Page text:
Dennis Pocekay 2018 City Council Candidate

We sent a questionnaire to each of the 2018 mayoral and city council candidates. The questionnaire was very specific about the Scott Ranch/Davidon proposal and the future of the land at Windsor and D Street.

Petaluma City Council Candidate

Dennis Pocekay


First, let me note that if I am elected and this issue comes before the council, it is quite possible that I would be forced to RECUSE myself. I’m not sure, but it may require a tape measure to be sure whether I am inside or outside of 500 feet from the edge of the development. For now, I will answer as if I am NOT recused.


What role does a city council member have in protecting community character and addressing issues such as traffic circulation?

The city council as a whole, along with the planning commission, is responsible for protecting the character of the community and for addressing issues with traffic circulation. Each council member, therefore, has a role in these responsibilities.

Too often Petaluma’s traffic problems are concentrated into Rainier as a solution.


What steps would you take to solve traffic congestion on Windsor, D Street, and adjoining streets now that commuters are using these streets to avoid 101 traffic?

Completion of Rainier will help with traffic congestion in this area, but not for 4-8 years, and not in the seeable future if the gas tax is repealed this November. We must begin to look at other measures, such as traffic engineering, stoplight timing, improved public transit, car/vanpools, and improved/safer bike routes throughout our city. We must find ways to incentivize/nudge employers and employees in these directions. All of these measures, if successful, will lead to fewer people avoiding Hwy 101.


What is the number of homes (if any) that you think should be built on this property?

Based on the information currently available, I do not think that any homes should be built on this property.


Since 44 acres of the 58 acres will become part of Putnam Park, where on the remaining 14 acres should the 28 homes be located?

If 28 homes are to be built, as many as possible should be placed NORTH of Windsor Dr. In my opinion, those that cannot be sited north of Windsor Dr are best placed at the NE corner of the property south of Windsor Dr.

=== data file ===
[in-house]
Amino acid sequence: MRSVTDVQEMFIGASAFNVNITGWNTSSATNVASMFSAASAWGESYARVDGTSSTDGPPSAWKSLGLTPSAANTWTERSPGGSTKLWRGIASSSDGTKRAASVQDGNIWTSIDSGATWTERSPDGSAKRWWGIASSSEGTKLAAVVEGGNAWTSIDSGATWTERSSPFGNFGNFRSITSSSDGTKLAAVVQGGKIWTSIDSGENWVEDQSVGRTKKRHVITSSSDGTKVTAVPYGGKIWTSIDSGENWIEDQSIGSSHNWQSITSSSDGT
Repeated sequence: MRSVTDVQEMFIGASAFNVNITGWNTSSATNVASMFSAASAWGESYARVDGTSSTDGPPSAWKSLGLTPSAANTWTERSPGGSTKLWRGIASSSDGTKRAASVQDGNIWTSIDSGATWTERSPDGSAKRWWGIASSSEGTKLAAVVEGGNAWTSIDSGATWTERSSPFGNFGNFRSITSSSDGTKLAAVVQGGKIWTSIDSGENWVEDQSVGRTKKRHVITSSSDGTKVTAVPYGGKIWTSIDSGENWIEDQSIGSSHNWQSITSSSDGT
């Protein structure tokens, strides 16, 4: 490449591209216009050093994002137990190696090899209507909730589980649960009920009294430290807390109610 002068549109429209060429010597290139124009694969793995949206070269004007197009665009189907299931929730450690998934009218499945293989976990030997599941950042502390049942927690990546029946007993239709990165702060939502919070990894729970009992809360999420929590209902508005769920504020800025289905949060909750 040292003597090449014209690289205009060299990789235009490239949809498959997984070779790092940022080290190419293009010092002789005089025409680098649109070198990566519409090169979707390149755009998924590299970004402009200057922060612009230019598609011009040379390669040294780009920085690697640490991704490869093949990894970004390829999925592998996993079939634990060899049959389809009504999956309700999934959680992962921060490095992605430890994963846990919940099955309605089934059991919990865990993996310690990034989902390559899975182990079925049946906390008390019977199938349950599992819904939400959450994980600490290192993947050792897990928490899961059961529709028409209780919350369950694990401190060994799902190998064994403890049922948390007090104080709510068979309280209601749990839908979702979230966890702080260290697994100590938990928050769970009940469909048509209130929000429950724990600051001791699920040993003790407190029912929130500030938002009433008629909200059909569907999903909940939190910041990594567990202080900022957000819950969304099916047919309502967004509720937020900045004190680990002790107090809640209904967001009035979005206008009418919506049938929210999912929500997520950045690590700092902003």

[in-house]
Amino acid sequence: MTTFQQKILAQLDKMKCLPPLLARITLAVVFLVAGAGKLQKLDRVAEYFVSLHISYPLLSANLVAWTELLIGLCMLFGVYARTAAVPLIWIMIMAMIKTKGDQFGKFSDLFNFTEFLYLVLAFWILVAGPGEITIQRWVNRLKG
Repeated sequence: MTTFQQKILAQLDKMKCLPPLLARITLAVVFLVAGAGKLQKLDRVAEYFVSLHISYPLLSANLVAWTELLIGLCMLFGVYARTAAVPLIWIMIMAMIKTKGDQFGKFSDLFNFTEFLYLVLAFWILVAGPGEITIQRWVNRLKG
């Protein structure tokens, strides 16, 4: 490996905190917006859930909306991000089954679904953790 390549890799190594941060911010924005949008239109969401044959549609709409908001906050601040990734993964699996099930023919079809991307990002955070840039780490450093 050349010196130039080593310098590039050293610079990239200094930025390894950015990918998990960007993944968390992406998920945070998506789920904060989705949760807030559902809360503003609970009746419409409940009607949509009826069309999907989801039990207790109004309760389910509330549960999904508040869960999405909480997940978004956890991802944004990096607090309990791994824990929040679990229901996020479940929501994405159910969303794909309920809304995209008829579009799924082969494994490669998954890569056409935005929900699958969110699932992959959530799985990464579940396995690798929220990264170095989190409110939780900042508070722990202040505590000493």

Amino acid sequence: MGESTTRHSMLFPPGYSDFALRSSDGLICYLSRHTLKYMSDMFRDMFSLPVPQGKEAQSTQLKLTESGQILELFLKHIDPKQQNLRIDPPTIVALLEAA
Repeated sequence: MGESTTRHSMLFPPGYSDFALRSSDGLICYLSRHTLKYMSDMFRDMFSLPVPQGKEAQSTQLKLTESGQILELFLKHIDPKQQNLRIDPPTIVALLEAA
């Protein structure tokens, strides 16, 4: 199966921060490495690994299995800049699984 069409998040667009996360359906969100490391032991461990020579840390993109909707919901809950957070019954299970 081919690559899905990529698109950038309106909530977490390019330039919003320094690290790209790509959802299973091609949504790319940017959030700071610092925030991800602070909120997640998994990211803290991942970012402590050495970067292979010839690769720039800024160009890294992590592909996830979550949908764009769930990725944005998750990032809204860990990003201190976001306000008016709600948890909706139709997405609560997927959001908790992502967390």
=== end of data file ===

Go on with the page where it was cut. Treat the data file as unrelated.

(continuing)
Given that Petaluma is already critically short of police, fire, and first responders, would the Davidon development help solve this problem? How would you solve this problem?

The Davidon development (28-home plan) would generate impact fees in the range of 1.5 million dollars. Any amount can help with our police and fire needs, but this is far short of what is needed to solve the problem. I believe that the solution to this problem, and to balancing our budget and building affordable housing, will require several new revenue streams, possibly including a cannabis dispensary, partial repurposing of the fairgrounds, and a new tax or bond issue.


Are there net fiscal benefits to the proposed Davidon project? What are the potential costs to the city?

The GROSS fiscal benefits are described above. Calculation of NET fiscal benefits must consider costs to the city, including relocation of the red-legged frog and increased traffic in an area that is already often overwhelmed with automobiles.

Preliminary project plans show that four homes will be located within the red-legged frog habitat.

Question: Should the Council permit Davidon to build on the portion of the land that is habitat for the threatened red-legged frog, which would mean its death or removal or could these houses be relocated to avoid this significant impact?

I believe that these houses can be relocated, or the lots purchased with donated funds to reduce the number of homes to 23.

Please contact Dennis Pocekay with any questions about these statements: